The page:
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  11. Joongol Kim (2014). The Sortal Resemblance Problem. Canadian Journal of Philosophy 44 (3-4):407-424.
    Is it possible to characterize the sortal essence of Fs for a sortal concept F solely in terms of a criterion of identity C for F? That is, can the question ‘What sort of thing are Fs?’ be answered by saying that Fs are essentially those things whose identity can be assessed in terms of C? This paper presents a case study supporting a negative answer to these questions by critically examining the neo-Fregean suggestion that cardinal numbers can be fully (...)
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  12. Hannes Leitgeb (2013). Criteria of Identity: Strong and Wrong. British Journal for the Philosophy of Science 64 (1):61-68.
    We show that finitely axiomatized first-order theories that involve some criterion of identity for entities of a category C can be reformulated as conjunctions of a non-triviality statement and a criterion of identity for entities of category C again. From this, we draw two conclusions: First, criteria of identity can be very strong deductively. Second, although the criteria of identity that are constructed in the proof of the theorem are not good ones intuitively, it is difficult to say what exactly (...)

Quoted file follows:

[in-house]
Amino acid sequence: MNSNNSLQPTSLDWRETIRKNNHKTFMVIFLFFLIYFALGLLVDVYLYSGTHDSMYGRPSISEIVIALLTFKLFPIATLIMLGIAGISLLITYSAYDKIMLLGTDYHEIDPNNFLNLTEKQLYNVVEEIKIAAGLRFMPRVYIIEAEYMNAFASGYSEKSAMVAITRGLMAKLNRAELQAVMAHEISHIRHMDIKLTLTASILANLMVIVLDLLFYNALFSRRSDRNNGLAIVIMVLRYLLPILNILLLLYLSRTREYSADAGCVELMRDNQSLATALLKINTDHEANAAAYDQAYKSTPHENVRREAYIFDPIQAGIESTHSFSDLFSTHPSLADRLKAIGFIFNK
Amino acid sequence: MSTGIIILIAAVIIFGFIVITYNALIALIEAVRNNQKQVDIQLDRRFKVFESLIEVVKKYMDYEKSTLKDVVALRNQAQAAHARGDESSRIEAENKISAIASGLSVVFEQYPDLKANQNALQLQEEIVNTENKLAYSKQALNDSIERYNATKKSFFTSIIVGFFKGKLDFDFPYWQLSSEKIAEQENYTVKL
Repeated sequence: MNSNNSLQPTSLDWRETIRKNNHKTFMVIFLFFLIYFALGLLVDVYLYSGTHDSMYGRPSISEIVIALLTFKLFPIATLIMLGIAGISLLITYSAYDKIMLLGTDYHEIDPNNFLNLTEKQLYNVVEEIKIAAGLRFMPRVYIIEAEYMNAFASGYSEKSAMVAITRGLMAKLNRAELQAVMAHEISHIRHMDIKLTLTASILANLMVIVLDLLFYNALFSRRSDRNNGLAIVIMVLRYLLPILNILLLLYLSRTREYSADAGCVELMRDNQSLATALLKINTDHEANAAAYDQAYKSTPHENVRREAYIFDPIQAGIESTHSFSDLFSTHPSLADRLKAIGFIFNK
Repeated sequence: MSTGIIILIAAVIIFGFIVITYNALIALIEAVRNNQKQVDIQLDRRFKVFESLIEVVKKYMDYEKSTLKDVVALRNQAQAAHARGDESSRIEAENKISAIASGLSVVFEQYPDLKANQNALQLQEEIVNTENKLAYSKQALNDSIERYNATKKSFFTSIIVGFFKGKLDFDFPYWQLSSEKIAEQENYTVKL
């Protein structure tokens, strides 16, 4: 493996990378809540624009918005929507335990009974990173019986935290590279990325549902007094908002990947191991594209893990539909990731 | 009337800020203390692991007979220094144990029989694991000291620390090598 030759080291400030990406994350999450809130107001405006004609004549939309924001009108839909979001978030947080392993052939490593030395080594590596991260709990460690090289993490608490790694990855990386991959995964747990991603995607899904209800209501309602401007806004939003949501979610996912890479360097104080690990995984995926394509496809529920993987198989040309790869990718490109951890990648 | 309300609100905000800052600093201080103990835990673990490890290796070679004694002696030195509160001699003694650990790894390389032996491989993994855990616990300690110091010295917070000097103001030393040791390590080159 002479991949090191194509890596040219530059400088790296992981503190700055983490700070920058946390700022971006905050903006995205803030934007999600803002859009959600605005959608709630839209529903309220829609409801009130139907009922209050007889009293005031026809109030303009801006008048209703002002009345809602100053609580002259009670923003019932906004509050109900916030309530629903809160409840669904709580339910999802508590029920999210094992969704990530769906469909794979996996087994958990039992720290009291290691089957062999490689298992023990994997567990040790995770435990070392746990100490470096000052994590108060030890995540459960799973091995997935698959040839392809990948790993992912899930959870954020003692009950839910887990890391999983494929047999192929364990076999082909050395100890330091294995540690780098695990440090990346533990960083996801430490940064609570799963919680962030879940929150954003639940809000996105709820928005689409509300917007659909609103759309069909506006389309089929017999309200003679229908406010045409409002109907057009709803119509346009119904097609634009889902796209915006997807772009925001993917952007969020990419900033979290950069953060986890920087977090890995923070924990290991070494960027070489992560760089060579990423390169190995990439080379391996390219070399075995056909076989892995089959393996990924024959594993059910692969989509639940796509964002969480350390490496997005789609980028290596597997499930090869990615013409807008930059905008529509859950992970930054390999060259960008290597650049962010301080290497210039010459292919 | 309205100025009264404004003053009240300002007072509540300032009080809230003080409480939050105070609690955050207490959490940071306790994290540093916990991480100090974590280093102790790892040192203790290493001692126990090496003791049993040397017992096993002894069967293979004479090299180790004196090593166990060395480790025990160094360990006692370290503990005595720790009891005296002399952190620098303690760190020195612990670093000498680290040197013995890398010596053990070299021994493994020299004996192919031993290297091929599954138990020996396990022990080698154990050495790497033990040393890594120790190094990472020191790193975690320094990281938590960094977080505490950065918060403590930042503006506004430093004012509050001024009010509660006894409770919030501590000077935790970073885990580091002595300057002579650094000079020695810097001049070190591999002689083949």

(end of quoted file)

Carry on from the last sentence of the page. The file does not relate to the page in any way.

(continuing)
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  13. Ari Maunu (2008). Leibniz's Theory of Universal Expression Explicated. Canadian Journal of Philosophy 38 (2):247-267.